You can also gain more fingertip height by using an ergo keyboard that is elevated at the user edge (e.g the Microsoft Sculpt), extending the screw-threaded footpads on the feet of the desk, adding spacers underneath the four corners of the desk, or placing a spacer under your keyboard to raise it a bit. All of these are good solutions, and in combination will get you where you need to be.

 

The Wobble Factor

One other piece of advice we can proffer to the very tall standing desk users: all adjustable-height desks exhibit great rigidity until they reach the top end of their height ranges. The wider the table top and the more weight on the desk, the greater the momentum on the entire frame. If you think you might need to stretch your desk up to the very end, be careful how much weight you add to the tabletop, and consider using a 72″ versus 84″ top in a sit-to-walk configuration. With 48″ or 60″ tops the wiggle at maximum height extension is much less perceptible. Again, check out our primer on Why Some Standing Desks Shake More Than Others for tips on what to look for when shopping for a stable standing desk, and tips on how to minimize shakiness.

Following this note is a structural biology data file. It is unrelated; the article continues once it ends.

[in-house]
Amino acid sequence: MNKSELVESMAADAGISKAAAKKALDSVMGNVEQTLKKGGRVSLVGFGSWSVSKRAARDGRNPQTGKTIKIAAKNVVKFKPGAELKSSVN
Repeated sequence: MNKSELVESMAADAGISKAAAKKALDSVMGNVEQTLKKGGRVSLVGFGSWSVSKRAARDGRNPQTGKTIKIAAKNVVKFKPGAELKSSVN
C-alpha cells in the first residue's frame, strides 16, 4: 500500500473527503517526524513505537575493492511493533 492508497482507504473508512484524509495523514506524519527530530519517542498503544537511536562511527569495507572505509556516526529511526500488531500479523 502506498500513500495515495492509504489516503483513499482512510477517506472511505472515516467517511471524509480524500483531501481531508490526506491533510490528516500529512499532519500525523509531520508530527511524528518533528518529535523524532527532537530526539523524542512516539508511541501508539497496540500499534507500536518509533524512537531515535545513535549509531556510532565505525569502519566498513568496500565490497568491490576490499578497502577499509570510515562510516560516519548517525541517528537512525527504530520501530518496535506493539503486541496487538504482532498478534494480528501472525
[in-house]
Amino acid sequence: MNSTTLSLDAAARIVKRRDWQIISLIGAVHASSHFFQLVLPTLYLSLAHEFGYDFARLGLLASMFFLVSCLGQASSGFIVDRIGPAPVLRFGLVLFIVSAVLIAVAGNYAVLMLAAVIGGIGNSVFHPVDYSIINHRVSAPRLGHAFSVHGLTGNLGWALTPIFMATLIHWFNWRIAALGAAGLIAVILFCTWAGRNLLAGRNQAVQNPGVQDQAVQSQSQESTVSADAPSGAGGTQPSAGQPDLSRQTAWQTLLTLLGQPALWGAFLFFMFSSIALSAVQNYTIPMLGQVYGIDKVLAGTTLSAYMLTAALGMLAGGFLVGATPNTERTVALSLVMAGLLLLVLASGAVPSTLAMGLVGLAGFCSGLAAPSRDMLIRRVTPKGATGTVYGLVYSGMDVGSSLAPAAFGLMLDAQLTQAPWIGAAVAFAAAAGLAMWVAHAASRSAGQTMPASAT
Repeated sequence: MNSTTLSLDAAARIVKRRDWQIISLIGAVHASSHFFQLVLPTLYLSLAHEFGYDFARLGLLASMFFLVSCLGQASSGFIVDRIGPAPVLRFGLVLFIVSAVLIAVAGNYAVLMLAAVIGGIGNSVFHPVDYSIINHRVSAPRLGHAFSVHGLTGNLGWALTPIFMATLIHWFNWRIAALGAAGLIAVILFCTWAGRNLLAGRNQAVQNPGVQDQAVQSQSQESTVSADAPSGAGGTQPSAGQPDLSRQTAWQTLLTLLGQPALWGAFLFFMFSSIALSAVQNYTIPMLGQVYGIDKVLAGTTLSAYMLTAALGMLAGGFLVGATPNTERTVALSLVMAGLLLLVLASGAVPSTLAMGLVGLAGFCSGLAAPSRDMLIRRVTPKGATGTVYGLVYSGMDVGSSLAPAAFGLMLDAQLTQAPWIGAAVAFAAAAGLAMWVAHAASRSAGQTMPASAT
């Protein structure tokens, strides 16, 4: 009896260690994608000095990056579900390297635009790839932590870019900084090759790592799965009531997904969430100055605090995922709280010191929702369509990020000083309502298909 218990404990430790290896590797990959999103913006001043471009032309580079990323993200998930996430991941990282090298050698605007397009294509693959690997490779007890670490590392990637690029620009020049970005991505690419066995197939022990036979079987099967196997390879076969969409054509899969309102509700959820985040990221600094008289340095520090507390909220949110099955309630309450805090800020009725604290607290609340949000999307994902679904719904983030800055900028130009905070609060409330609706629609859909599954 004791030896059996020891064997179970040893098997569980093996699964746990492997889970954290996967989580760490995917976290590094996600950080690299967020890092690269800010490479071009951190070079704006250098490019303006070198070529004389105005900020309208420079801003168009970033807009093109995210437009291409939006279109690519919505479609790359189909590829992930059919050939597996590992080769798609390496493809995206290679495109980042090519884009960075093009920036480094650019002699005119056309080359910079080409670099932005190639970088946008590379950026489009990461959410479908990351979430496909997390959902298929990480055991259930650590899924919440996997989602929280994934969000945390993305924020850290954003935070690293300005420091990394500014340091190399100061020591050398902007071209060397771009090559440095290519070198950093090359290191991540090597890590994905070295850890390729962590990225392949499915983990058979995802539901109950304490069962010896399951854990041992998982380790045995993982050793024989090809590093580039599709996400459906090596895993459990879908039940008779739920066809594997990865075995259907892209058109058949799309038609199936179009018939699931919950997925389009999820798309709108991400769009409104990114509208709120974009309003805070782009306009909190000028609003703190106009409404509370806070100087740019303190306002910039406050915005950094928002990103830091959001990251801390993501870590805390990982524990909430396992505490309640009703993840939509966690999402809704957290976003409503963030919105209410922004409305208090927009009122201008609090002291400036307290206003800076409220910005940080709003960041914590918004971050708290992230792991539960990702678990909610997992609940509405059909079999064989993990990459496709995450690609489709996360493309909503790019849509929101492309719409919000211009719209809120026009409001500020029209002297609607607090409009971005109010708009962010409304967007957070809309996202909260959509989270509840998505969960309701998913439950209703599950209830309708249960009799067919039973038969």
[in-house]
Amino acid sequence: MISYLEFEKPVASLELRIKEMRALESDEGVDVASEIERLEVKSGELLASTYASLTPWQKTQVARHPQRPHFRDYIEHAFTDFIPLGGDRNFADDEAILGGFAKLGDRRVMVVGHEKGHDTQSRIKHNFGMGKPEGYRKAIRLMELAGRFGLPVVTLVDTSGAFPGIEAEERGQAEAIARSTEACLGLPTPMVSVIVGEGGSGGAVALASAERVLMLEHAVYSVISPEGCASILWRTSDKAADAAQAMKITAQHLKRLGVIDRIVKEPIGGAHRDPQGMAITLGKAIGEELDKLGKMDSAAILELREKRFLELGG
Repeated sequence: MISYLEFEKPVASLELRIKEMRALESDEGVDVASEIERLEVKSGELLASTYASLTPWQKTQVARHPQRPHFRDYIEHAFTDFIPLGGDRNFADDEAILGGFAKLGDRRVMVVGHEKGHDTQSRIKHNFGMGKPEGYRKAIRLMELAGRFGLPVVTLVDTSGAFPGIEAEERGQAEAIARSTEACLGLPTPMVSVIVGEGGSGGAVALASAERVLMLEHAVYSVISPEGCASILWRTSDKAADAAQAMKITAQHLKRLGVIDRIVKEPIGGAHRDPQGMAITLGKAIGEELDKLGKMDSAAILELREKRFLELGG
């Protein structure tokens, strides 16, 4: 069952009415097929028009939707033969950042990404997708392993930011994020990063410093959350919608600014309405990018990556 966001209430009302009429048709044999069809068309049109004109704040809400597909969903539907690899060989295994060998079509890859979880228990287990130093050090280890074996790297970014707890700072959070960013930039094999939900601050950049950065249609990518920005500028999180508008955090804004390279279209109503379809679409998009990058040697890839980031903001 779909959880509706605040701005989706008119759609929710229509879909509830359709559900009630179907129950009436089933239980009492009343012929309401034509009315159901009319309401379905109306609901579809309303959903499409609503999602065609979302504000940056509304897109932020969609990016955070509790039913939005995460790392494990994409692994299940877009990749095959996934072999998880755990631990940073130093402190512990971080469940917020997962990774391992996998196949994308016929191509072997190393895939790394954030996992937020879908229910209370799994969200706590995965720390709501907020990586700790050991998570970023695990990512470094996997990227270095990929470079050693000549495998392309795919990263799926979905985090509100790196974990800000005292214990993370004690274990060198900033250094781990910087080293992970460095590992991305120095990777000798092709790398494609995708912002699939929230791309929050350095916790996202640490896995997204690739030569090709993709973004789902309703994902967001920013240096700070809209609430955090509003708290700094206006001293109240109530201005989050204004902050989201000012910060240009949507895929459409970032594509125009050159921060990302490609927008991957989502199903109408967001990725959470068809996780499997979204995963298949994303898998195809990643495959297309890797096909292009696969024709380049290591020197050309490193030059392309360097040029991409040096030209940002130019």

The plight of the vertically-endowed is a real one but there are solutions, from leg extensions to tall monitor arms and keyboard trays that reach above the desktop. Another simple hack is to add caster wheels to your standing desk, which will typically buy you and 2.5″ of height.

Head over to comprehensive lab-tested product reviews to find the best in standing desks and keyboard trays. Also check our Ergonomics 101 section, where we provide tips on getting the most ergonomic benefit out of your new workspace – a must-read for anyone thinking of making the switch. We even have helpful tips for maximizing the benefit from your active workstation, such as the Top 9 Desk Stretches to Do at Your Standing Desk or Treadmill Desk.